The Wartime Genesis of Free Labor: The Upper South
As slavery collapsed during the American Civil War, former slaves struggled to secure their liberty, reconstitute their families, and create institutions befitting a free people. But no problem loomed larger than finding a means of support. How would freedpeople feed and clothe themselves? Would they be able to obtain land, draft animals, and tools? Would they or would others benefit from their labor? What, concretely, would freedom mean? This volume of Freedom: A Documentary History of Emancipation
examines the emergence of free labor
in the regions of the Upper South that either remained in the
Union or came under federal military control during the war:
tidewater Virginia and North Carolina, the District of Columbia,
middle and east Tennessee, northern Alabama, and the border
states of Maryland, Missouri, and Kentucky. It describes the
experiences of former slaves as military laborers, as residents
of federally sponsored “contraband camps,” as wage laborers on
farms and in towns, and, in some instances, as independent
farmers and self-employed workers. It portrays the different – and often
conflicting – understandings of freedom advanced by the
many participants in the wartime evolution of free labor: former
slaveholders, Union military authorities, Northern missionaries,
and the freedpeople themselves.
The Wartime Genesis of Free Labor: The Upper South received the
Founders Award of the Confederate Memorial Literary Society and
the Thomas Jefferson Prize of the Society for History in the
Copies of The Wartime Genesis of Free Labor: The Upper South may be purchased from your local bookstore or ordered from Cambridge University Press, 110 Midland Avenue, Port Chester, NY 10573. Credit card orders may be placed online, by telephone (800-872-7423), or by fax (914-937-4712). 814 pp. ISBN 0-521-41742-2.
Sample Documents from the Volume
- Order by the Commander of the Department of Virginia, November 1, 1861
General John E. Wool, the Union commander at Fortress Monroe, Virginia, instituted an arrangement in which ex-slave men
employed by the army drew rations and were credited with wages–most of which were not paid to the workers but
applied to the support of ex-slave women, children, and aged or disabled men.
- Former Superintendent of the Poor in the Department of North
Carolina to the Chairman of the American Freedmen's Inquiry Commission, May 25, 1863
Vincent Colyer, a Northern missionary who had supervised former slaves in Union-occupied North Carolina in 1862, described how they had assisted federal forces and supported themselves.
- Northern Minister to the Secretary of War, July 11, 1863
When federal authorities in Washington, D.C., were unable to obtain enough military laborers locally, they ordered the
forcible impressment of black men in coastal Virginia and North Carolina, wrenching hundreds from their homes and families.
- North Carolina Freedmen to the Commander of the Department of Virginia and North Carolina, November 20, 1863
Black men who had been forcibly impressed to perform military labor for the Union army addressed an indignant petition to General Benjamin F. Butler.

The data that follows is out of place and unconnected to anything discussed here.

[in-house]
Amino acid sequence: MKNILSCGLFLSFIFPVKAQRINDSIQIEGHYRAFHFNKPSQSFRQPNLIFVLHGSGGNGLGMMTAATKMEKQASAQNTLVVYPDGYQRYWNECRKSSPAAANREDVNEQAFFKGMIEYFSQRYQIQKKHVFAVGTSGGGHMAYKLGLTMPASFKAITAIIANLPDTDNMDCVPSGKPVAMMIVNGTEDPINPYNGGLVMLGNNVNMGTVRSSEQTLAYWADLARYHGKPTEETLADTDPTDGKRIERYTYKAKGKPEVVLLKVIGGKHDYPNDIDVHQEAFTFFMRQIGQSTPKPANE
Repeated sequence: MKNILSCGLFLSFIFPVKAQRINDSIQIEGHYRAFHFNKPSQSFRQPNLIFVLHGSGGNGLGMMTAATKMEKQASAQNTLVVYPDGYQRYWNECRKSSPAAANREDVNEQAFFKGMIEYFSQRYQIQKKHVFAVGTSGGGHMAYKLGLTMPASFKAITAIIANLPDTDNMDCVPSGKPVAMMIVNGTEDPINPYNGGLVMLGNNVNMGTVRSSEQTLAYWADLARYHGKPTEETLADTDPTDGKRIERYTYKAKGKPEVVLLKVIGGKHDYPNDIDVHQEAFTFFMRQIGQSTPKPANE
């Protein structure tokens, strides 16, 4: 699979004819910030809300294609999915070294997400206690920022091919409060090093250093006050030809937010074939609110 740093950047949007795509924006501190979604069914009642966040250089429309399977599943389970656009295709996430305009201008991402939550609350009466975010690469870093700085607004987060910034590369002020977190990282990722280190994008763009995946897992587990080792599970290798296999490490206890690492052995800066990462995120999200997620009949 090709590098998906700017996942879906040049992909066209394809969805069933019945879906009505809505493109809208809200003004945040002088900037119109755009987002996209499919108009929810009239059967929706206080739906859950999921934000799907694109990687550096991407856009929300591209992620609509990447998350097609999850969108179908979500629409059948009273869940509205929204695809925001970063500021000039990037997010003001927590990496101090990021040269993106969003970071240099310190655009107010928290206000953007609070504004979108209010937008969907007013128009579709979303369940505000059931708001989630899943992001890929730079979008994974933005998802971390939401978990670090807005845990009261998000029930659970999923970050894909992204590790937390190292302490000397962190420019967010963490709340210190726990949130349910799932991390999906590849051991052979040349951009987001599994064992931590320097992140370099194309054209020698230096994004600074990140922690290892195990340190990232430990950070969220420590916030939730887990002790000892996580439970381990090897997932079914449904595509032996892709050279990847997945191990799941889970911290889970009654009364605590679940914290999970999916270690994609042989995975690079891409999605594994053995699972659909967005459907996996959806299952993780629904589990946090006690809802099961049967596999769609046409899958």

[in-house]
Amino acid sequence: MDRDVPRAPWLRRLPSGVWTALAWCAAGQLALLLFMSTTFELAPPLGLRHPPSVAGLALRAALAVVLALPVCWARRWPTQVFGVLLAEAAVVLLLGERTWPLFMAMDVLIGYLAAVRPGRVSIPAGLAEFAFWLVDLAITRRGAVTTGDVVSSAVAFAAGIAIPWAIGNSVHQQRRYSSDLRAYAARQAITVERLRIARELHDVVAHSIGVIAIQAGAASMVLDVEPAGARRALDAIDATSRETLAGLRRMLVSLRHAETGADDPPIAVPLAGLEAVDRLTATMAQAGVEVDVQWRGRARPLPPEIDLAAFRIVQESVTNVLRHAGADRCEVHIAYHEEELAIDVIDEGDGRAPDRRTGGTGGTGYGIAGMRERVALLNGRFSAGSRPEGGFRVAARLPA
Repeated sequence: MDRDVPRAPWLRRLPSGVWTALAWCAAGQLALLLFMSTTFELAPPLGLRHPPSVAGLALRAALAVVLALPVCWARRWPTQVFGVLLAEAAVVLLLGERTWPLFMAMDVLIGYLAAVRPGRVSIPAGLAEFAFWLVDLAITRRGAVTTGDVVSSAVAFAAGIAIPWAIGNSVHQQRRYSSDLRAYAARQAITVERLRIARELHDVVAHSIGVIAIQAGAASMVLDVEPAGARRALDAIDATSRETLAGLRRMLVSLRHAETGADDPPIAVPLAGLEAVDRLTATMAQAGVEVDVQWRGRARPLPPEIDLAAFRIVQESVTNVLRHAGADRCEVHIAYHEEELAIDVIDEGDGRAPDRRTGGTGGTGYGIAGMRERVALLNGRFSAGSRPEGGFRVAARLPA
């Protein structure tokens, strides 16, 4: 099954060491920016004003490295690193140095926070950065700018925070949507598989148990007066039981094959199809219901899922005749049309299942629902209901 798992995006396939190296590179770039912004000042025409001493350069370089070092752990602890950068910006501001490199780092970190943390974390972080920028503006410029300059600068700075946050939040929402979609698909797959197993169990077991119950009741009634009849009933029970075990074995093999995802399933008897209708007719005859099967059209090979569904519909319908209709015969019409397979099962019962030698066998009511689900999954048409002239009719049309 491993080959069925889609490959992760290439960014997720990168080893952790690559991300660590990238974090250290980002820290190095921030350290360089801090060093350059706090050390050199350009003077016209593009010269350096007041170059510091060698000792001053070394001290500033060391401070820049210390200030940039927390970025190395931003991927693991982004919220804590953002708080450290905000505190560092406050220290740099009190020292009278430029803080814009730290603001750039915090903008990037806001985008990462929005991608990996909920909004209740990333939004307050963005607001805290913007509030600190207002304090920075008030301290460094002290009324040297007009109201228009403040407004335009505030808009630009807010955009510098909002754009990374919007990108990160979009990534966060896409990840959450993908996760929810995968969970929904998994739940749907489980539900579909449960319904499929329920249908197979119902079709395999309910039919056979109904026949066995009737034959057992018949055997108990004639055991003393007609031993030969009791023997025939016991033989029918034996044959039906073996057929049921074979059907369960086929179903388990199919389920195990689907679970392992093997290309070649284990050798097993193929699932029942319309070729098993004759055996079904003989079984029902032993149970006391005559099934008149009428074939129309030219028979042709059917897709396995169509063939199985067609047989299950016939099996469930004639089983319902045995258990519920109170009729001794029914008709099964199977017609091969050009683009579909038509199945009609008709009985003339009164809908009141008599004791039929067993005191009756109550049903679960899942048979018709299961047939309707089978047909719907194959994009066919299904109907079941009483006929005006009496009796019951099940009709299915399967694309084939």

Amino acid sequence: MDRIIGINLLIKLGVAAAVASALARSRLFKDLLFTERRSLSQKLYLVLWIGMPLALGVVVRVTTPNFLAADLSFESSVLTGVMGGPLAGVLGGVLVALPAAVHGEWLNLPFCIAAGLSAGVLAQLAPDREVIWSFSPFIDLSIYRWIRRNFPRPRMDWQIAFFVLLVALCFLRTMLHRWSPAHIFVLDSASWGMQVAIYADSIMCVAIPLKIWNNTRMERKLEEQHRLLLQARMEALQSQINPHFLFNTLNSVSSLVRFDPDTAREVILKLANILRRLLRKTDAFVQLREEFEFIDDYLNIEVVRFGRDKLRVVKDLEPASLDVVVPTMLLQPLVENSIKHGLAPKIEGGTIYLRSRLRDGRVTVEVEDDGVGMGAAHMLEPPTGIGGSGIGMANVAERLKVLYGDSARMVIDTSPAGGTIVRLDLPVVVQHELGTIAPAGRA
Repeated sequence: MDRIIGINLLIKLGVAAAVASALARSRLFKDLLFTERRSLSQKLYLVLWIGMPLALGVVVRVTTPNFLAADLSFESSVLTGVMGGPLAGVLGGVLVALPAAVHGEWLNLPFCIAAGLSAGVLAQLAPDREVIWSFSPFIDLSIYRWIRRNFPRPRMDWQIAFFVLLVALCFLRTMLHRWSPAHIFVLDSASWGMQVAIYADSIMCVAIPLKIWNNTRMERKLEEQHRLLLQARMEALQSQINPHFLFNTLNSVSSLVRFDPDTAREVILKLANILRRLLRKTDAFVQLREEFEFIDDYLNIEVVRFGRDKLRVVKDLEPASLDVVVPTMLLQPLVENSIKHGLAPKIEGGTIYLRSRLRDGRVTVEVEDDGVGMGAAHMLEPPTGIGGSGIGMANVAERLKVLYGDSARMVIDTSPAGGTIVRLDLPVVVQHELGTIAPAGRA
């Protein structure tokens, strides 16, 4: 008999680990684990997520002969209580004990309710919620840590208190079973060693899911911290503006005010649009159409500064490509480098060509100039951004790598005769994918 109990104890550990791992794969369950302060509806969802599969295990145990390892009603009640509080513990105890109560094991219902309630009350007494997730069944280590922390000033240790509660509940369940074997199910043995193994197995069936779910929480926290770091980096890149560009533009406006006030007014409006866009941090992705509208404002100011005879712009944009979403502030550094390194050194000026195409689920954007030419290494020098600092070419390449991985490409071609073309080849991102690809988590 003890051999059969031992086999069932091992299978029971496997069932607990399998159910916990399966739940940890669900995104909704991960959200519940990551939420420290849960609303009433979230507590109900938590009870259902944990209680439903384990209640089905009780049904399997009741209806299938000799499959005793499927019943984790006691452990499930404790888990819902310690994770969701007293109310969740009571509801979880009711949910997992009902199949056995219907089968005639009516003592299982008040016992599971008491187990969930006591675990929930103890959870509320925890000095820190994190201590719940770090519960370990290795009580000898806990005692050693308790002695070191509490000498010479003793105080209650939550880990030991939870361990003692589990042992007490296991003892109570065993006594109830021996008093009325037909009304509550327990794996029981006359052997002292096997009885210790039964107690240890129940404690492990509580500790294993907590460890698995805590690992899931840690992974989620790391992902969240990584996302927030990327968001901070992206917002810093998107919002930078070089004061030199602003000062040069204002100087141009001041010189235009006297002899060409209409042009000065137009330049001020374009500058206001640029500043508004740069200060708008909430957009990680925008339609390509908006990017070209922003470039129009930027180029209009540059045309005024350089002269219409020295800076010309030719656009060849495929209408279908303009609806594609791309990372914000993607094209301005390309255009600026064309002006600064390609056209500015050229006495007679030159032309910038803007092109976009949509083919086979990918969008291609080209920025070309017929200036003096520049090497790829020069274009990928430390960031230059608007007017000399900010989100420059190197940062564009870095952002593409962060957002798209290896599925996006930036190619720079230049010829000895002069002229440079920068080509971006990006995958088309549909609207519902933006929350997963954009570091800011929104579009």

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- Testimony by the Commissioner for the Organization of Black
Troops in Middle and East Tennessee before the American Freedmen's Inquiry Commission, November 23, 1863
Major George L. Stearns described how the Union army's widespread employment of black men as military laborers and soldiers was undermining slavery in Tennessee, despite its continued legal standing.
- Testimony by a Northern Woman, January? 1864
The wife of a Northern army chaplain recalled the fate of a settlement of black families that located with an officer's
permission near Fort Albany, in northern Virginia close to Washington, D.C., until an order from higher military
authority ousted them.
- Keeper of Sandy Point Lighthouse to a Baltimore Judge, November 6, 1864
Shortly after a new state constitution abolished slavery in Maryland, a unionist observer described the efforts of local citizens to nullify the former slaves' freedom.
- Provost Marshal of the 2nd Subdistrict of North Missouri to the
Provost Marshal General of the Department of the Missouri, January 12, 1865
Slaveholders in Missouri who expected a state constitutional convention to abolish slavery showed less interest in holding on to former slaves than in shedding responsibility for them, a Union officer informed his superior.
- Statement of a Tennessee Freedwoman, February 27, 1866
Months after the war, one of four black women whose duties in military hospitals had taken them to Georgia, Tennessee, and
Alabama recounted their travels before an official of the Freedmen's Bureau to whom they had applied for assistance in
claiming unpaid wages.
- Testimony by an Alabama Freedman before the Southern Claims
Commission, July 31, 1872
With slavery in northern Alabama unravelling during 1862, Alfred Scruggs became free in fact if not at law. In postwar testimony, Scruggs described how he and his wife had labored to acquire livestock of their own, only to lose it to federal impressment parties in 1864.